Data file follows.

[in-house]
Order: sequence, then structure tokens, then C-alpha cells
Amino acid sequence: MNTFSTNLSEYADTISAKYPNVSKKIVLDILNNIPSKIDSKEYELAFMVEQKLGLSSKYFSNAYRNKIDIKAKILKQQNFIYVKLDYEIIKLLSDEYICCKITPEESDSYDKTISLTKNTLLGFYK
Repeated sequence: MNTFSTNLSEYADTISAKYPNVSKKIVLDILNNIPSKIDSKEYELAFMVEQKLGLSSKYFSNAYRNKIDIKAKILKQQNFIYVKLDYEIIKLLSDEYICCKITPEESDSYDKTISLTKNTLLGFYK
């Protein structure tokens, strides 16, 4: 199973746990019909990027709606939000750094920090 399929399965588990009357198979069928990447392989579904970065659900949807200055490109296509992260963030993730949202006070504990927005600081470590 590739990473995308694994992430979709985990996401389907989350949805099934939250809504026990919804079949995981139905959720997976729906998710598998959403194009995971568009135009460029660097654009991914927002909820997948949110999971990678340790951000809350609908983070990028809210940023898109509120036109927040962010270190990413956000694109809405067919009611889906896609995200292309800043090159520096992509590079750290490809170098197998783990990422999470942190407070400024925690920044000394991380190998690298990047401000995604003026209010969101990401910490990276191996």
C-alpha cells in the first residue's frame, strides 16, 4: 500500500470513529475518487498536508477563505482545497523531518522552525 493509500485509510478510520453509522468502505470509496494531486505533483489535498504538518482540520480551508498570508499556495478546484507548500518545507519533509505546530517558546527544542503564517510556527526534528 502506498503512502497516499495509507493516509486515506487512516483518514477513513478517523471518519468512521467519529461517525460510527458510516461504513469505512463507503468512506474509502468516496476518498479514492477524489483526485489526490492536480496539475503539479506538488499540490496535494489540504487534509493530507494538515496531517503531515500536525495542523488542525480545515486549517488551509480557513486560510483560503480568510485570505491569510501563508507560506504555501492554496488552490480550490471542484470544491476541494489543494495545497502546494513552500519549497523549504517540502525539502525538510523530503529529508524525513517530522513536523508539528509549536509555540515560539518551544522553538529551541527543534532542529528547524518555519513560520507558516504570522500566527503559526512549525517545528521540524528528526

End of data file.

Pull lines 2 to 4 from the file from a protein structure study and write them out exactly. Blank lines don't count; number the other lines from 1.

Order: sequence, then structure tokens, then C-alpha cells
Amino acid sequence: MNTFSTNLSEYADTISAKYPNVSKKIVLDILNNIPSKIDSKEYELAFMVEQKLGLSSKYFSNAYRNKIDIKAKILKQQNFIYVKLDYEIIKLLSDEYICCKITPEESDSYDKTISLTKNTLLGFYK
Repeated sequence: MNTFSTNLSEYADTISAKYPNVSKKIVLDILNNIPSKIDSKEYELAFMVEQKLGLSSKYFSNAYRNKIDIKAKILKQQNFIYVKLDYEIIKLLSDEYICCKITPEESDSYDKTISLTKNTLLGFYK